Two days. Two stages. 200 parade entries. 200,000 attendees.
Atlanta Pride is by far the biggest LGBT event in the Southeast, drawing people from around the region to party for a purpose.
This year will be my 20th Atlanta Pride, and yet the sight of our community spread out in Piedmont Park and taking over the streets for the parade still fills me with wonder.
Even though I am one of the lucky few who gets to be not only gay, but professionally gay, when I walk into the park for the festival, a part of me is once again that shy, scared teen awestruck to finally be surrounded by so many LGBT people.
Atlanta Pride is a time to celebrate — during the day at the festival in Piedmont Park, and at night with special events in many of the city’s bars and nightclubs.
For shirtless guys dancing and celebrating their freedom, the Heretic, Jungle and after-hours Xion serve up a “100 percent genuine big slice of Atlanta Gay Pride” on Friday, Saturday and Sunday, Oct. 12-14.
From folk and country crooners to dance music divas and up-and-coming pop sensations, Atlanta Pride packs a diverse mix of performers into two stages over two days. Pull out your smartphone and check out their websites to learn even more.
Hometown hero and Indigo Girl Amy Ray was chosen by Atlanta’s Pride committee to headline this year’s event. She will be finishing out the festival on Sunday, October 14. The GA Voice caught up with her to talk to her about her own coming out, being a gay musician and living in a conservative community.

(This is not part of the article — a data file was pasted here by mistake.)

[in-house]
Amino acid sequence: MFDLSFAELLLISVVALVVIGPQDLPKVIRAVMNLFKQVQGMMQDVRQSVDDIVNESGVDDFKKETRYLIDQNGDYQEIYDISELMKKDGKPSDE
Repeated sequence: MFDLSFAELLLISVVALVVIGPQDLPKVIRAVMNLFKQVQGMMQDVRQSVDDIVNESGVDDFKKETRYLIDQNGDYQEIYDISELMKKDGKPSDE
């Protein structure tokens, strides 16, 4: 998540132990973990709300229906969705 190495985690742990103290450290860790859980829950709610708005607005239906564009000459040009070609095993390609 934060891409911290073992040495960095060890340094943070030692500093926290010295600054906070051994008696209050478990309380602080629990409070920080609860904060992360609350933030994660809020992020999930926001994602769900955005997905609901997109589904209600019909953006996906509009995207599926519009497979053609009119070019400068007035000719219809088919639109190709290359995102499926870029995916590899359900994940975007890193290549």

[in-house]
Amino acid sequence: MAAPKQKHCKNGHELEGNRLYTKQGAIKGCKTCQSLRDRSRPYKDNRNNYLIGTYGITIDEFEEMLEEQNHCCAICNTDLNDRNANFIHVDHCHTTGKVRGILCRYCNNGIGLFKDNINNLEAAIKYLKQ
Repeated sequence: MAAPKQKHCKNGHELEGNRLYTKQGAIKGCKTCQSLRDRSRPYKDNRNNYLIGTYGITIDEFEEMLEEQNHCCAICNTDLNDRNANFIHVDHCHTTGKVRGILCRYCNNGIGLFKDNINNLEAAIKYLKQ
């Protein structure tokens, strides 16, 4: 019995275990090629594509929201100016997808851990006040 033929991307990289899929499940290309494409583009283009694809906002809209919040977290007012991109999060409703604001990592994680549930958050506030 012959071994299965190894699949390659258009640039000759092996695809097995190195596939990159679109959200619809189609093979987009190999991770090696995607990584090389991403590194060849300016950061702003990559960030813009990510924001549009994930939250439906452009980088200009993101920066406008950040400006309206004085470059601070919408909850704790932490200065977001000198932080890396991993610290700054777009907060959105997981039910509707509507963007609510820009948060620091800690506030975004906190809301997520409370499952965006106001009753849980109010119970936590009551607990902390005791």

Andy Bell is not one to rest on his laurels. In addition to logging more than a quarter of a century as Erasure’s charismatic vocalist, notorious for his dance moves and fondness for costumes ranging from elaborate to skimpy, he found the time to release a couple of solo discs. Bell also made a name for himself on the DJ circuit.
The Starlight Cabaret ends Pride weekend on a particularly high note, closing out the Coca-Cola stage at 7 p.m. Sunday evening. For many, it is one of the highlights of the entire weekend of activities, as Atlanta’s drag queens and kings bring out their best performances for their largest audience of the year.
Atlanta’s Pride festival wouldn’t be complete without the annual parade, which kicks off at 1 p.m. on Sunday, Oct. 14. Each year, the parade draws tens of thousands along the traditional route down Peachtree Street to 10th Street and Piedmont Park.
One of the most popular traditions at Atlanta Pride is the annual Dyke March, set for the afternoon of Saturday, October 13th.
Long a favorite, the Dyke March is a demonstration of the visibility, the political value, and the passion of dykes and all women-identified women, according to Jamie Green-Fergerson, Atlanta Pride’s board of directors vice chair.
The fourth annual Atlanta Pride Trans March steps off Saturday to raise awareness and visibility for the “T” in “LGBT.” Marchers gather at 1:15 p.m. at the Hospitality Center and step off at 1:45 p.m.
The Trans March was started to raise awareness and visibility for transgender and gender non-conforming people both inside and outside the queer community, says Jamie Green-Fergerson, Atlanta Pride’s board of directors vice chair.
New to Atlanta Pride this year and bound to draw some interest as part of the Community Health Expo is YoGaga, scheduled for Saturday, Oct. 13, at 10 a.m. at the athletic fields at Piedmont Park.